How do you get to the next level of customer understanding? Next week’s Sentiment Analysis Symposium in New York offers an update on the latest in textual insight into consumers of products, financial services, healthcare, media, hospitality and much more.
There are three reasons why I’m looking forward to next week’s July 15-16 Sentiment Analysis Symposium in New York. First, recent briefings on the topic by SAS and Lexalytics have stoked my interest in new and maturing uses of sentiment analysis in several vertical industries. Second, applications appears to be moving beyond the basics of tracking mentions and thumbs-up/thumbs-down sentiments. And third, the event agenda promises a bevy of real-world examples on points one and two.
On the industry front, analysis of investor sentiment by financial services has emerged as a predictor of price movement, according to Seth Grimes, organizer of the Symposium and the deepest expert I know on text analytics and natural language processing (NLP). That trend inspired a July 16 workshop session on Sentiment Analysis for Financial Markets, with notable presentations including “Financial News Analysis for Equity and Credit” and “Extracting Intent & Influence for Predictive Trading Strategies.”
In another industry trend in sentiment analysis, the text-analytics experts at SAS tell me that manufacturers, healthcare payers and providers, and life sciences companies are getting increasingly sophisticated about sentiment analysis. In manufacturing, for example, a leading goal is to spot and fix product problems before they snowball into huge warranty liabilities. At the Symposium, for example, an exec from manufacturer Lenovo will present on “How to Detect Pervasive Issues Early Through Voice-of-the-Customer Analytics.” A Teradata exec will present on the topic of “Mining Text to Pinpoint Customer Reactions to Products.”
In healthcare, payers and providers are tapping into (aggregated and anonymized) electronic medical records to better understand patient behaviors and correlate that with outcomes to improve practices and process efficiency, according to SAS. Presenters at next week’s Symposium will focus on social and survey sources, with presentations on “Social Media Data Mining to Inform Health Behavior Change Campaigns” and “Voice of the Patient: Deriving Insights from Patient Satisfaction Surveys.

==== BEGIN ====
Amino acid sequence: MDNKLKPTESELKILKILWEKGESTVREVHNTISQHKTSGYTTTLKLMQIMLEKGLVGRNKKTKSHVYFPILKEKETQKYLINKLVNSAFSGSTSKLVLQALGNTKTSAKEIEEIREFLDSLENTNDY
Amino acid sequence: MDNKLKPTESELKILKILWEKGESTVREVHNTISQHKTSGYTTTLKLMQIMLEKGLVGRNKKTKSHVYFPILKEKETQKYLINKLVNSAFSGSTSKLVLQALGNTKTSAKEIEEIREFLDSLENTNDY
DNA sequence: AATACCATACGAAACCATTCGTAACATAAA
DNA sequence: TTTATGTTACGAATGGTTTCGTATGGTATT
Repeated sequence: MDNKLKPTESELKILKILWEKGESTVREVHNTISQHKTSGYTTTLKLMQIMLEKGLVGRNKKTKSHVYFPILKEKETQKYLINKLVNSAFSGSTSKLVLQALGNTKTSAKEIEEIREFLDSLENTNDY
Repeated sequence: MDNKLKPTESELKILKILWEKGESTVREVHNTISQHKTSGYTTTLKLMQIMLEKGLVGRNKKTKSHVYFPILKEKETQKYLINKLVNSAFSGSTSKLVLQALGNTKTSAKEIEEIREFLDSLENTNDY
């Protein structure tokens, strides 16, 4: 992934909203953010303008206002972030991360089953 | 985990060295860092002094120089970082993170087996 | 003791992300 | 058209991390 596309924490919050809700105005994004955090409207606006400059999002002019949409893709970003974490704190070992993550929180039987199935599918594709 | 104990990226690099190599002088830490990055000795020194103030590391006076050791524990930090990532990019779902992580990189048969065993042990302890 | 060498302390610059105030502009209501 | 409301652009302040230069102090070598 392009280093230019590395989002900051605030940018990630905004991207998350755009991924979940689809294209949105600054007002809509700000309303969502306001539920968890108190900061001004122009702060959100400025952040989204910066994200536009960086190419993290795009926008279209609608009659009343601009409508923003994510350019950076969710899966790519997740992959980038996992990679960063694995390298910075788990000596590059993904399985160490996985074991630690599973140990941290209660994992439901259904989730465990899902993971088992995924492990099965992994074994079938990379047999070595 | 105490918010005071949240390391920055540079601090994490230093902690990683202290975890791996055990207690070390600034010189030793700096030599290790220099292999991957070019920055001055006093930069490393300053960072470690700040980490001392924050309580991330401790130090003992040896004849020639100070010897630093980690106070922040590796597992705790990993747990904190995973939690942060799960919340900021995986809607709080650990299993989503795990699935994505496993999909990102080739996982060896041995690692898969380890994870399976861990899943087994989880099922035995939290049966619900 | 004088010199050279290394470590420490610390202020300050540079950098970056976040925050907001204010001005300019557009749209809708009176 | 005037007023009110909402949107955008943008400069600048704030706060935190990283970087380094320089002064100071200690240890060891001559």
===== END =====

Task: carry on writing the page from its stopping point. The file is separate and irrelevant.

The state of the art in sentiment analysis is moving beyond just social listening for the sake of monitoring brand, product and competitor perceptions, according to Lexalytics. (An OEM supplier to customer-sentiment specialists including Sprinklr, Spredfast, Cision and Bottlenose, Lexalytics is the company behind the Salience text-analytics engine and Semantria NLP cloud service.) In one example of this maturation, some companies are mining the text around sales leads to gain insight on requested features. This helps marketing figure out what new or existing product features to highlight to help shorten sales cycles.
Contextual understanding of language is also improving as companies develop industry-specific applications, according to both Lexalytics and SAS. (The latter is preparing the latest release of SAS Contextual Analysis, which blends machine learning with subject-matter expertise to automate both content categorization and domain-specific sentiment analysis.) For example, “denial of service” has a very specific (and not necessarily bad or good) meaning in the context of networking security. By contrast, “hard bed” and “soft bed” are both almost always negatives in the hospitality industry, whereas “perfect mattress” or “comfortable mattress” is what hotel chains like to hear in reports from vendors such as Sprinklr.
If you want to dive into the details and hear what notable companies including Bloomberg, Instagram, Lenovo, and Verizon are doing to advance the state of the art, head to next week’s Sentiment Analysis Symposium in New York.